Sunday, September 12, 2010


Dear You—

More on my move from Microsoft to Google software.

CONTEXT: Working Method:
I normally have a working document and a reference document on the go at any one time – with various other programs available, if not necessarily visible. When I’m book writing, the working documents would typically be my working draft and some research material – with various useful services such as a dictionary and thesaurus on hand via the browser. If I’m e-mailing, the working documents might be my reply and the e-mail I’m answering. Typically, I use two screens to accomplish this because my main computer is a laptop with only a 13” screen. But, however one accomplishes it, having plenty of screen real estate is a marvelous aid to productivity and is highly recommended. It also gives one a chance to re-read one’s e-mail and thus reply more carefully. I know in this age of texting, spending time on comprehension may seem a wasteful practice, but that’s my approach. As a practical matter, I may end up with 20 or more documents open at once (I’ve reached more than 50 during moments of over-enthusiasm) but the core of all my work virtually always tends to be two documents, one on one screen and one on the other.

E-MAIL: The move from MS Outlook to Gmail:
Outlook was disastrous when it was launched, but has morphed into a pretty good e-mail program with significant weaknesses in how it stores both its settings and its database – particularly when one’s pst file gets large. Also, unless one is operating via a fileserver – which is the norm in a corporate environment – one’s data is machine dependent. If your laptop or whatever goes down, then you cannot get at your data until the problem is fixed. When you backup, Outlook always demands special consideration.
I thought about this for a while and decided that Gmail’s inadequacies (starting with the fact that I didn’t like the way it looked) would be compensated for by:

  • ·         Being able to access one’s e-mail from any browser.
  • ·         Not having to file e-mails any more.
  • ·         Being able to avail of Google Search.
  • ·         Having an offsite backup.
  • ·         Having more confidence in Google’s data integrity than in Outlook’s pst.

Initially, I wasn’t too happy with Gmail as such – I thought it looked weird and functioned in a decidedly strange manner – but as the months have passed Google has fixed its more egregious flaws and I have become better used to it. In particular I like the way Google responds to feedback and communicates because it means that weaknesses are attended to, problems don’t fester, and one knows – reasonably well – what is going on. Perhaps the best example of this is the contacts database which was on the crude side six months ago but has been improved immeasurably.

Bottom line: I’m vastly pleased with Gmail and my only concern now is to work out a back-up routine. True, Google doesn’t look like vanishing but storing valuable data in a single corporate cloud makes my vaguely nervous, especially since there are some places I like to go where internet access isn’t possible.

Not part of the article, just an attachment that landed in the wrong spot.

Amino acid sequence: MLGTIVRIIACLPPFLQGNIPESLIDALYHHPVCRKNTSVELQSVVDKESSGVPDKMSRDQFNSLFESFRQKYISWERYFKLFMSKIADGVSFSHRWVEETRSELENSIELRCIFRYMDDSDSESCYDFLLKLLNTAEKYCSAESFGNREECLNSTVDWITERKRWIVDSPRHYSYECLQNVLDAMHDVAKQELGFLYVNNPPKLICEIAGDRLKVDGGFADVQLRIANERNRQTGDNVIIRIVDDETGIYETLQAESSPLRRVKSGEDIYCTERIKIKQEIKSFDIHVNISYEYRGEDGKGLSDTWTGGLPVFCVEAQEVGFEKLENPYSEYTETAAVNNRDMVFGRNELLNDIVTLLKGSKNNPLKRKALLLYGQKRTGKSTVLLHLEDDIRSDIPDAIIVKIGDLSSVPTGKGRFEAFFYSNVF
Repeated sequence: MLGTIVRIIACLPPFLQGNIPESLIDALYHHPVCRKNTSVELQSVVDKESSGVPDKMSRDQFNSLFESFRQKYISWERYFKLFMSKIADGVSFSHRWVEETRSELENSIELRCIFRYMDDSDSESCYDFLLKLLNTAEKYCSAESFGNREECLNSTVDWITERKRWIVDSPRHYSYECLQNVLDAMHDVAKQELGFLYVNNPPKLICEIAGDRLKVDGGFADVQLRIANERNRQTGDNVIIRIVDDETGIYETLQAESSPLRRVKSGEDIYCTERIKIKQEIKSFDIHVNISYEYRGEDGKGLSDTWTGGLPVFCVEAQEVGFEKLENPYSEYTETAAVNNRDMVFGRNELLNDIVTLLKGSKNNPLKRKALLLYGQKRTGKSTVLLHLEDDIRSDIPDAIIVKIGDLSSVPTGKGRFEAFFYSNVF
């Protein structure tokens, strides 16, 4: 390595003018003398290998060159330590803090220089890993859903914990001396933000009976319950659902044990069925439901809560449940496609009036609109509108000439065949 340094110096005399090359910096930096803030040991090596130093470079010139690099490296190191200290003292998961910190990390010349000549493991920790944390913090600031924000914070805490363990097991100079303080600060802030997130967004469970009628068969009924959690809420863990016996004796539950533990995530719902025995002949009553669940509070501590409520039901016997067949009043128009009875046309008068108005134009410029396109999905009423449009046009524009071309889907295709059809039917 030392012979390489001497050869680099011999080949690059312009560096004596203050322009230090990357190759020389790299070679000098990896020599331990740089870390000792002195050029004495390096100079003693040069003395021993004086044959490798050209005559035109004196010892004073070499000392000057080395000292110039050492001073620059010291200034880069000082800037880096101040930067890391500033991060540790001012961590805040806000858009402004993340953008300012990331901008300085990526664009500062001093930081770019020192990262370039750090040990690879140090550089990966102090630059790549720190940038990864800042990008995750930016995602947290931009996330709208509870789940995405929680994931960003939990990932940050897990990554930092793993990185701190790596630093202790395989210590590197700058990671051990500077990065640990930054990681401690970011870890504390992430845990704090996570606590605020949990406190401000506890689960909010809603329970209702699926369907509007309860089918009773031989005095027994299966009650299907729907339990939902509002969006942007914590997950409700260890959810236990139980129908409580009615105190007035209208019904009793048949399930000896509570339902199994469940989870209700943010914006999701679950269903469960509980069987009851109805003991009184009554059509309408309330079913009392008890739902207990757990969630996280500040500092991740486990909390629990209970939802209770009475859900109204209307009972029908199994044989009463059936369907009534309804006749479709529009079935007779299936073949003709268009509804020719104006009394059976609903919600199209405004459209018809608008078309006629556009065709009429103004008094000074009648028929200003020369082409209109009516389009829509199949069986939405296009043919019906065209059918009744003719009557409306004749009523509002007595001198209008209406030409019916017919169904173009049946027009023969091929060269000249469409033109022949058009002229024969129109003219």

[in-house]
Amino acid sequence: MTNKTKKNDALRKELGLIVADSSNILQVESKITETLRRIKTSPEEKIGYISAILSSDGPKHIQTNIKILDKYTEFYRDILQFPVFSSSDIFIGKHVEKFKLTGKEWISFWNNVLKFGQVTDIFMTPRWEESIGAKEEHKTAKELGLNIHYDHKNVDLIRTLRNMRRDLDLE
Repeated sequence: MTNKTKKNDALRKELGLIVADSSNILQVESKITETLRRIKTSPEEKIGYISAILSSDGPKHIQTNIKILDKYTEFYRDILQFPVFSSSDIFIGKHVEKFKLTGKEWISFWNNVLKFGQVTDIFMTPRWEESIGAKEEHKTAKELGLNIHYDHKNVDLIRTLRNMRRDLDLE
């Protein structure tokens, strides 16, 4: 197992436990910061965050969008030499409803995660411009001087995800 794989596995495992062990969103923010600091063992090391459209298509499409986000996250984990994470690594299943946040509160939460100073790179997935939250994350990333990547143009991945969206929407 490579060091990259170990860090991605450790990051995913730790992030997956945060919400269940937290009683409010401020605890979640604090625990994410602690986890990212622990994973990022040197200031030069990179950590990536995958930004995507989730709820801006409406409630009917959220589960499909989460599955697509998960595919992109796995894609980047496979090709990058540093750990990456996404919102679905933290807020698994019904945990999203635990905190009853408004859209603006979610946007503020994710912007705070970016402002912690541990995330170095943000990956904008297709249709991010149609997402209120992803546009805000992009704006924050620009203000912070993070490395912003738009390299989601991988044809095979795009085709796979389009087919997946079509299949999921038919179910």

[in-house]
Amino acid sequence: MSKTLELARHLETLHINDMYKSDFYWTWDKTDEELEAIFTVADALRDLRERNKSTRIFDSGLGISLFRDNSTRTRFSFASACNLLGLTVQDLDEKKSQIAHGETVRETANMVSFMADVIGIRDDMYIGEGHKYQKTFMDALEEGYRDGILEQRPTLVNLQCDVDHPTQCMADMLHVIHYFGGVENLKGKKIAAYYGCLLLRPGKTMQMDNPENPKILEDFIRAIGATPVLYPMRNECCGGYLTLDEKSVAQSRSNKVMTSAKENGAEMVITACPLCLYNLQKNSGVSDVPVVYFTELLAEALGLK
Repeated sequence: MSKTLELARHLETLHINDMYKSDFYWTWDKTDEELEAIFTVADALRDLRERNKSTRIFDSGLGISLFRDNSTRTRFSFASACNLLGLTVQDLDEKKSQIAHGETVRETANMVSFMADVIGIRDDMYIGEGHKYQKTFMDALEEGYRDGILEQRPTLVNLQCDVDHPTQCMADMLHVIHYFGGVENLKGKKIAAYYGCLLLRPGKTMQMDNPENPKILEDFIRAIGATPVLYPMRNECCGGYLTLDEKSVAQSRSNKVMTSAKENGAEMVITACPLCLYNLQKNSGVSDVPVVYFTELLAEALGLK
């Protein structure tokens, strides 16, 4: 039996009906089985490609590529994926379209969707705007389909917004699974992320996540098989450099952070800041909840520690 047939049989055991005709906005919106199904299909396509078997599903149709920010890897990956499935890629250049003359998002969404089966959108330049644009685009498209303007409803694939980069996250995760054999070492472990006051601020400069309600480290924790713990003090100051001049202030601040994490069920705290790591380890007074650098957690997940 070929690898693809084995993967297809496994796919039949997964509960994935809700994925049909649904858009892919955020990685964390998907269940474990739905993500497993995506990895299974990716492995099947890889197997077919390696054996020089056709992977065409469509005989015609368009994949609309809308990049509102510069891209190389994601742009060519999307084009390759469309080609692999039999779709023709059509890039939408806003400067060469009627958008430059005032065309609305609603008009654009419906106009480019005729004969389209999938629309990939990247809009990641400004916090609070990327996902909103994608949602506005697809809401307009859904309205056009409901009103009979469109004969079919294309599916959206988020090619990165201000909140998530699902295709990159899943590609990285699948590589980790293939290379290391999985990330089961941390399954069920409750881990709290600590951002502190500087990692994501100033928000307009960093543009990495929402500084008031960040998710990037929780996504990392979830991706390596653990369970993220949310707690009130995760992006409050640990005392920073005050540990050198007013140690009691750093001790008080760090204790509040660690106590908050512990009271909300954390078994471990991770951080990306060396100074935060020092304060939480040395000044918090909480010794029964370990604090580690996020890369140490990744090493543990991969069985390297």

BROWSER: The move from MS Internet Explorer to Firefox to Google Chrome
MS Internet Explorer’s weaknesses are well known so I won’t re-visit them. In fact, I moved to Firefox some time ago and only switched to Google Chrome when I found Firefox was crashing on me. I’m told Firefox has fixed the problem but I have been so pleased with Google Chrome that I am not inclined to go back. Chrome is fast and powerful, does everything I want and I’ve come aware that there is synergy between Google’s various programs; and all seem to be being improved at amazing speed. That is just as well because Google seems to specialize in inconsistencies. For instance, although a Google bar is available for MS Internet Explorer and Firefox, one isn’t yet available for Google’s own browser, Google Chrome.

OFFICE SUITE: MS Office & Google Docs being used in parallel.
I like MS Office thought, in truth, I mostly use Word alone with the other programs in the suite being of benefit primarily for opening incoming presentations (PowerPoint and Excel). As for Google Docs, I am uncomfortable at the thought of dependent on an internet connection to write. Nonetheless, I’m beginning to use Google Docs for some administrative chores and all I can say to date is that it promises well. My eventual plan is to write non mission critical stuff in Google Docs but keep using Word for the vital stuff. In short, my Google Docs evaluation is a promising work in progress.

Perhaps because Google Docs is primarily downloaded, it is a little tricking to know exactly what it is and to assess its capabilities. The main elements, which are listed on the bar, consist of:
  • Gmail
  • Calendar
  • Documents
  • Web
  • Reader
To the above five programs one has to add:
  • Google Voice (which is broadly similar to Skype).
  • Google Notebook.
So far, the unsung hero in all this is Google Notebook. More when I have evaluated it more.

Farewell. I miss your wit and your company.


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